Doing your university study offshore can become a reality

It's increasingly attractive to study overseas - if you can afford it. 

Going to university overseas is becoming a realistic option for some students, particularly for those wanting to study in restricted programmes like medicine or engineering. 

The chance to experience living in another culture, to connect with students from all over the world or to develop some specific sporting or other skills you have are all positive reasons to consider studying offshore.Australia and America are popular options. Both countries recognise NCEA results so it is not vital that you have gone the IB or Cambridge path. What is required though is some longer term planning on your part, including doing plenty of research on what you can (and can’t) study, how much it will cost and how you can pay for it.

This last point is really important. You can’t get a student loan from New Zealand to cover these costs, meaning all or most of your fees will need to be paid in full before your studies start. On top of these, accommodation and living costs in both countries are at least on a par with New Zealand, and you will need to also consider the costs of regular travel between home and where you may study.

Let’s look now what is involved in studying in these two popular destinations, and what you need to know to get on top of the process. We will add further options or locations in posts to come.

 

  • Studying in the US

    With between 4 and 5,000 higher learning institutions in the United States, there is a course and a university for just about every type of student. Let’s look first at the different types of university or college you might hear about.

    • Private University: Smaller student numbers (normally 2,000-8,000), no government funding meaning fees are often the highest, often offer some financial assistance, very selective (meaning entry can be difficult).
    • Public University: have the biggest student numbers (some over 40,000), take government and state funding keeping fees lower, have wider range of courses and acceptance rates are more relaxed.
    • Community College: smaller student numbers with most courses being 2 years after which students can potentially transfer to larger universities which offer the standard 4-year US Bachelor degrees. Easier to apply for and be accepted into. Overall more like an NZ polytechnic with many courses being developed to meet local/regional needs.

    US study and living costs can be high

    There can be a significant cost associated with studying in America. At the top tier universities, fees and accommodation can easily top US$60,000 (close to $NZ90,000) and you will need to add approx  US$4,000-US5,000 (NZ$6,000+) for travel and other living expenses each year, plus around NZ$1500 for books and course materials. These costs are compared in the table below:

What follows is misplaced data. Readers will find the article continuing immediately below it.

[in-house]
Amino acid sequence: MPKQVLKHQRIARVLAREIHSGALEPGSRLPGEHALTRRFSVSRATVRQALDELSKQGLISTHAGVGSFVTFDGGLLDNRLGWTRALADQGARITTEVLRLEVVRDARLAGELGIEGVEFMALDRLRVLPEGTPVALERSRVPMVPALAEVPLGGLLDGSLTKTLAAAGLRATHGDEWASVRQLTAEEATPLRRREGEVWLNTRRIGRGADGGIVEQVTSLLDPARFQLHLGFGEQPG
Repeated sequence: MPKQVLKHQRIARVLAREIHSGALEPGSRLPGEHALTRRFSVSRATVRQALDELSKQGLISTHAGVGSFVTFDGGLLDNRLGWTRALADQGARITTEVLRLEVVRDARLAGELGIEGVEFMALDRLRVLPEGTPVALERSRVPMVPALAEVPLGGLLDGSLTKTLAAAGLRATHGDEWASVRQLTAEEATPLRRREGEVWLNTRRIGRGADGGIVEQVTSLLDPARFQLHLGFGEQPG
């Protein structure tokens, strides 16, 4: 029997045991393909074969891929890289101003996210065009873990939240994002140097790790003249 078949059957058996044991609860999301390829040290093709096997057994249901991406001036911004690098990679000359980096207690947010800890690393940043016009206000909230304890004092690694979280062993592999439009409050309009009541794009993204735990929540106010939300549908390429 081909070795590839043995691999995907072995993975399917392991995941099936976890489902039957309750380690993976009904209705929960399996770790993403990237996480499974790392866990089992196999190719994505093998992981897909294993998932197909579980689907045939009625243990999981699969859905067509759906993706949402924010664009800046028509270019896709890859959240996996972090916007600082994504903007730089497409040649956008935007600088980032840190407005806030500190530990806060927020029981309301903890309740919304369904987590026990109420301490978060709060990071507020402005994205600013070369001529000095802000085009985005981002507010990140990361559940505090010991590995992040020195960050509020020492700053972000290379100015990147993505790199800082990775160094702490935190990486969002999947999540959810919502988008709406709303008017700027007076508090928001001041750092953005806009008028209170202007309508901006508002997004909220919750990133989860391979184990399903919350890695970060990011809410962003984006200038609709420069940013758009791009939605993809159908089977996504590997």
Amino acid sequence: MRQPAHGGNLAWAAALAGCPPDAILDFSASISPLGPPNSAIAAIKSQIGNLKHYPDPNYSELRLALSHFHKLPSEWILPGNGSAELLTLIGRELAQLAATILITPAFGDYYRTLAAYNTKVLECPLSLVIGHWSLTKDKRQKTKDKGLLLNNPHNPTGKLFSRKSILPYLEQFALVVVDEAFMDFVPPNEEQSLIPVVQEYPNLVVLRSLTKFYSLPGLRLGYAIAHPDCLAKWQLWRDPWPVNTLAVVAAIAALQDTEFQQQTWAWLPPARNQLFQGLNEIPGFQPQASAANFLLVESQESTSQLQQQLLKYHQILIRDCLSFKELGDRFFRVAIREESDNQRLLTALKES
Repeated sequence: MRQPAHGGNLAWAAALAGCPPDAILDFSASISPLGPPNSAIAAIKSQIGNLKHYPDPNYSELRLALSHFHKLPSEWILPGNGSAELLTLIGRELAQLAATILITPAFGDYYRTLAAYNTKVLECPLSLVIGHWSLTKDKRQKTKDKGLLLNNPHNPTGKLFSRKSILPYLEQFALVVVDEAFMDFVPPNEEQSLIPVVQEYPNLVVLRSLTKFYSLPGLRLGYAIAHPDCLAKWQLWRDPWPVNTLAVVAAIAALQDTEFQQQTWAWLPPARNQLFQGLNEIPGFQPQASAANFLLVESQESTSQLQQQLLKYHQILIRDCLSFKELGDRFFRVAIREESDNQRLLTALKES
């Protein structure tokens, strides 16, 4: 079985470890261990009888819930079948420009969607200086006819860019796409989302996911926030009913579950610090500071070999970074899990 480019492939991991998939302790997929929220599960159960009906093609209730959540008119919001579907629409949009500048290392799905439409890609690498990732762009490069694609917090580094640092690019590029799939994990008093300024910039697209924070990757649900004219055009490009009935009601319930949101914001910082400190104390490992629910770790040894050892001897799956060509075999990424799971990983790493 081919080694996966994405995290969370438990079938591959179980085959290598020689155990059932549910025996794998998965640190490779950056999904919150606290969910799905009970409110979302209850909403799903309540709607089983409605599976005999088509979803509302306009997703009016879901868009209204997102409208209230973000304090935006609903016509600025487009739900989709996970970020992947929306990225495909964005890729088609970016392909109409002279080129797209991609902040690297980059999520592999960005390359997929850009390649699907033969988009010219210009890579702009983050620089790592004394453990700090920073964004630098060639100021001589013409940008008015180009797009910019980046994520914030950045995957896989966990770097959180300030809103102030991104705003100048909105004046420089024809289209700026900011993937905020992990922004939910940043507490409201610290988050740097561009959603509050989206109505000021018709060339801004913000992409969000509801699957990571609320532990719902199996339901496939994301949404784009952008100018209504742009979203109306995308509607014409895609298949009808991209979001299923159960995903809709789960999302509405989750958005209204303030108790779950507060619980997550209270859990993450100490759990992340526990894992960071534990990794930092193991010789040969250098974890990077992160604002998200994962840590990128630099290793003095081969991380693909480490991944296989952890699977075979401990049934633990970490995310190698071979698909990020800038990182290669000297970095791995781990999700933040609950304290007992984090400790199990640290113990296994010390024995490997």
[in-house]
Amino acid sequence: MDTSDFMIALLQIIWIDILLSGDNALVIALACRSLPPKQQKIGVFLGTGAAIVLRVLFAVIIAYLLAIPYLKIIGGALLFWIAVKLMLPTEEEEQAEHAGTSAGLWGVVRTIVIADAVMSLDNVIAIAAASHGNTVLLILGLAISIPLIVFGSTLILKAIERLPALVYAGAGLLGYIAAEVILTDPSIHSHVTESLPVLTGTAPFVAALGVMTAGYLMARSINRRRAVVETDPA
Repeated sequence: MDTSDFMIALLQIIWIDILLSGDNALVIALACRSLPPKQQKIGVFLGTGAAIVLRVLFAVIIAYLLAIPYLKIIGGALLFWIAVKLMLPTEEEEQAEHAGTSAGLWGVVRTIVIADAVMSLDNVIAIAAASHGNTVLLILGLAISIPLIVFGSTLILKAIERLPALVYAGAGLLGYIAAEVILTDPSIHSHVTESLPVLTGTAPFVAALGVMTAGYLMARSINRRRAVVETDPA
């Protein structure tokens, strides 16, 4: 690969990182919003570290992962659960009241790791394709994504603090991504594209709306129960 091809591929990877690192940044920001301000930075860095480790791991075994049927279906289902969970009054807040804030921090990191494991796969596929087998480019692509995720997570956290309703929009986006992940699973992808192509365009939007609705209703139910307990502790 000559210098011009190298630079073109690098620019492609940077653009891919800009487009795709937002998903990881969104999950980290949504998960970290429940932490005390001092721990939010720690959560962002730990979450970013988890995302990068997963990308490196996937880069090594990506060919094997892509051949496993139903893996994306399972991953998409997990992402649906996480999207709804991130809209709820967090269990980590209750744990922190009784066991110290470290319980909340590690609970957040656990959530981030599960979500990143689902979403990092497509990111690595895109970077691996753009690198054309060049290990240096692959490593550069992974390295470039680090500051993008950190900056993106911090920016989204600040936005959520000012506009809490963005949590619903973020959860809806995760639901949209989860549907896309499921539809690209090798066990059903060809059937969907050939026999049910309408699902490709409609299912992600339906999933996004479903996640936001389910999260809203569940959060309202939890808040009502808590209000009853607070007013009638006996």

Average fees at US universities, 2014/15

     

    Public two-year colleges

    Public four-year colleges (out-of-state fees)

    Private non-profit four-year colleges

    Tuition and other fees

    $3,440

    $23,890

    $32,410

    Room and board

    $8,250 

    $10,150

    $11,350

    Total (per year)

    $11,690

    $34,040

    $43,490

    Total incl travel/living etc

    $17,690

    $40,040

    $49,940 

     All figures in US$; source: College Board

    Many US colleges or universities do have some financial assistance available for students including those from overseas. This can be in the form of scholarships or  reduction in tuition fees, and you can find out about these on the college website. It  is likely these applications will look at your parents’ financial circumstances and income so be ready for that.

    Standardised Tests – you need to do these

    To get into a US college or university, it is likely that you will need to have undertaken one or more of what are known as standardised tests. A standardised test is an actual examination that tries to predict how well you will do as a university student and which tries to  compare students from the United States and students from different educational systems.

    Most colleges and universities in the United States require either the SAT or ACT for admission, but note that even good scores do not guarantee you will be accepted. The ACT exam is based on curriculum and tests what you have been taught, while the SAT exam does this but also tests your reasoning and thinking ability. Be sure to confirm which test(s) you must take with the institutions to which you plan to apply, and normally you can’t get financial assistance without an ACT or SAT score.